WhoCanFixMyCar offers eight maintenance tips to keep your car battery fully charged and functioning for longer
It’s easy to neglect your car battery, especially given that it’s hidden away, but by keeping it in good condition you can increase its lifespan considerably, meaning you’re less likely to face the dreaded sound of your engine failing to start.
So, how exactly do you maintain a car battery? Here are our top tips…
Stop, look, listen
Every so often, it’s important to give your battery some much-needed attention.
Before you set off in your car, take a minute to lift the bonnet and perform a visual inspection. There’s no need to remove the battery - simply have a look to see if you can spot any signs of damage or dirt.
You should also make sure there are no obvious blockages in the open vent or pipe and that the terminals are all tightly connected.
Often, it’s possible to tell when your battery is worse for wear by listening to the sound your car makes when you first start the engine. If it seems like it’s struggling to start, that’s a clear sign your battery needs some TLC.
Replace every four years
Unfortunately, car batteries don’t last forever. In fact, it’s recommended that they should be changed every four years. By sticking to this schedule you can rest assured that your battery is likely in good health for the duration of its use.
Clean your battery
Even if you stick to the four year replacement rule, dirt and debris will inevitably build up over this period and begin to corrode metal components such as the battery terminals.
To prevent damage, we’d recommend cleaning your battery every couple of months. You can either make your own cleaning solution using baking soda and water or you can buy a pre-made one. A wire brush is the best tool for removing dirt and corrosion.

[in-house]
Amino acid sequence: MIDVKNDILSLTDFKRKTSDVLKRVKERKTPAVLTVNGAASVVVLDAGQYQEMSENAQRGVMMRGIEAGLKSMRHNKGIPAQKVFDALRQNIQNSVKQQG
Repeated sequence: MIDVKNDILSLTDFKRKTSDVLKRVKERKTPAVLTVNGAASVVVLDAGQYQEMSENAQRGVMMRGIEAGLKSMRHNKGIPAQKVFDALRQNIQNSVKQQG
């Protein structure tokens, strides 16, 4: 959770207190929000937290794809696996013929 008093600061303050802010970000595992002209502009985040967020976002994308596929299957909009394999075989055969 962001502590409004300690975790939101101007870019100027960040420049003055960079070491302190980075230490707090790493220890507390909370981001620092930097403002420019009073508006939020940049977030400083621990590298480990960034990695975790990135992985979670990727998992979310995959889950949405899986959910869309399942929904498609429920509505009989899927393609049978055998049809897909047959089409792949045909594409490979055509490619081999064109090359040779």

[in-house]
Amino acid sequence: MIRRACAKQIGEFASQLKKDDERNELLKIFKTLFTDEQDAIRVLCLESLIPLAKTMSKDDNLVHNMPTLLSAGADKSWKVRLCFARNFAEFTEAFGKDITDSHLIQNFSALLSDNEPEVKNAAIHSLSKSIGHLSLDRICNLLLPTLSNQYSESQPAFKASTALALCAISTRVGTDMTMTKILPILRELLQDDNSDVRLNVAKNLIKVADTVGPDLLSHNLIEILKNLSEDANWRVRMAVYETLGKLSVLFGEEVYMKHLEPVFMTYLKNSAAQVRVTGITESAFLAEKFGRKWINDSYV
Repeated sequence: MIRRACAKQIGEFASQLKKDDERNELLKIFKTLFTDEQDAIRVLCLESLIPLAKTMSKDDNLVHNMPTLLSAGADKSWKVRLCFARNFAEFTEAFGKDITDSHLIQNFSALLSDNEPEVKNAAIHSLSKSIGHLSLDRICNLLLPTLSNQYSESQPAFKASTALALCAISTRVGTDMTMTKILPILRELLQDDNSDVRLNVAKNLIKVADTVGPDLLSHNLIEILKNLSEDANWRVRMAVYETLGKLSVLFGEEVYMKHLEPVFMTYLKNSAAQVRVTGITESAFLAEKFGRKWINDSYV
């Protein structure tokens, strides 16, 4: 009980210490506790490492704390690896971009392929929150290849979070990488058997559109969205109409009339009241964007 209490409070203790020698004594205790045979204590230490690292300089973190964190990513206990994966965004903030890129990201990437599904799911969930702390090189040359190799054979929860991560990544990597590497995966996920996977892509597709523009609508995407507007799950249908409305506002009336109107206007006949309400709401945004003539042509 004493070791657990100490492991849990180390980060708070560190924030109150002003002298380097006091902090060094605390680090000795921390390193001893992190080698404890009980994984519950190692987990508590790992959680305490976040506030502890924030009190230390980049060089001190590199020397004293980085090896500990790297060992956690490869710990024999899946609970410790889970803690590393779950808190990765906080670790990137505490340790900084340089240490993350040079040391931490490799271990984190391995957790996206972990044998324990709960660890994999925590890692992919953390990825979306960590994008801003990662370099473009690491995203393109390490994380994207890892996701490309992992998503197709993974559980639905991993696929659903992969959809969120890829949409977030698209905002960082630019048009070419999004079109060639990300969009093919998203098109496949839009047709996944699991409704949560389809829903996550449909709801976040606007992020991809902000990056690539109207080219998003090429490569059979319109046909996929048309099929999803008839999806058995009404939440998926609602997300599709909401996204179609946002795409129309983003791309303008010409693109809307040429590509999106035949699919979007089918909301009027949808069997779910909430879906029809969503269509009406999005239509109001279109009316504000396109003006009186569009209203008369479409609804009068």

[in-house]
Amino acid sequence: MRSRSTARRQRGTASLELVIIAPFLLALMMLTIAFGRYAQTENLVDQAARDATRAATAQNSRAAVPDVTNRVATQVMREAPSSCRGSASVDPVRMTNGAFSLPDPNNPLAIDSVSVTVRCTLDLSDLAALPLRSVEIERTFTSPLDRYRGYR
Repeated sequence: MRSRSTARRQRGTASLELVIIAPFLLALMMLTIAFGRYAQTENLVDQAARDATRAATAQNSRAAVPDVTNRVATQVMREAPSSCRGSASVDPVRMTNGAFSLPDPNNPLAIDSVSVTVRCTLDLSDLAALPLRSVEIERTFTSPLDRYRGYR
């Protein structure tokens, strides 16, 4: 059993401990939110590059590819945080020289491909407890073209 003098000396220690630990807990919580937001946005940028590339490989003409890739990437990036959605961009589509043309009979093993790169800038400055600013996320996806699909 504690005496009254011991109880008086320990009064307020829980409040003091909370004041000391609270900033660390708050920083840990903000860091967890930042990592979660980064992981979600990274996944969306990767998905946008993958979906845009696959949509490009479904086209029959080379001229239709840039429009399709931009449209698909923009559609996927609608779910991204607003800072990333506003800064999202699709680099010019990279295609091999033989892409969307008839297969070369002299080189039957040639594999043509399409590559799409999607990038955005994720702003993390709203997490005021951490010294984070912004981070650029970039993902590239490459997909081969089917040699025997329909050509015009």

Avoid too many short journeys
If you regularly use your car for five minute trips to the local shop, this puts a lot of strain on your car battery as it doesn’t give it enough time to properly recharge. As a result, you will eventually end up with a flat battery.
It’s okay to continue making short trips as long as you include a longer drive - preferably at least forty minutes - roughly once a week.
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Check your battery’s water level
This is a check you should carry out after every six months or every time your car needs an oil change.
When you inspect your battery, the plates should be fully covered - if they’re exposed it means the fluid level is too low.
Always use distilled water to top up the fluid; tap water contains minerals that can be harmful to your battery’s lifespan and performance.
Check your battery’s acid level
It’s a good idea to check your battery’s acid level at the same time you check its water level - both need to be done roughly every six months.
When car batteries are constantly undercharged at a percentage less than 80, this is called acid stratification. It means that electrolytes will concentrate at the bottom and leave the upper half of the battery starved, causing serious damage.
Invest in a battery charger
Chargers offer an inexpensive way to make sure your car battery never lets you down.
Battery chargers can differ in terms of their function:
Maintenance chargers - this is known as ‘trickle charging’ and is designed to send a small amount of electricity to your battery to keep it healthy during extended periods when it isn’t being used.
Engine start - essentially, this is just like jump starting your car. It takes a lot of energy and requires a heavy duty charger.
Conventional charging - this type of recharger takes between 6-24 hours to fully recharge a flat battery.
Consider battery storage
Leaving your battery in a vehicle that isn’t going to be used for over a month isn’t a good idea. Chances are, when you try to use the car again it simply won’t start because the battery will be drained.
Instead, you should consider putting your battery in storage. Once it has been removed from the vehicle, it will need fully charging roughly once every three months.
For more battery-related advice, check out the guides below!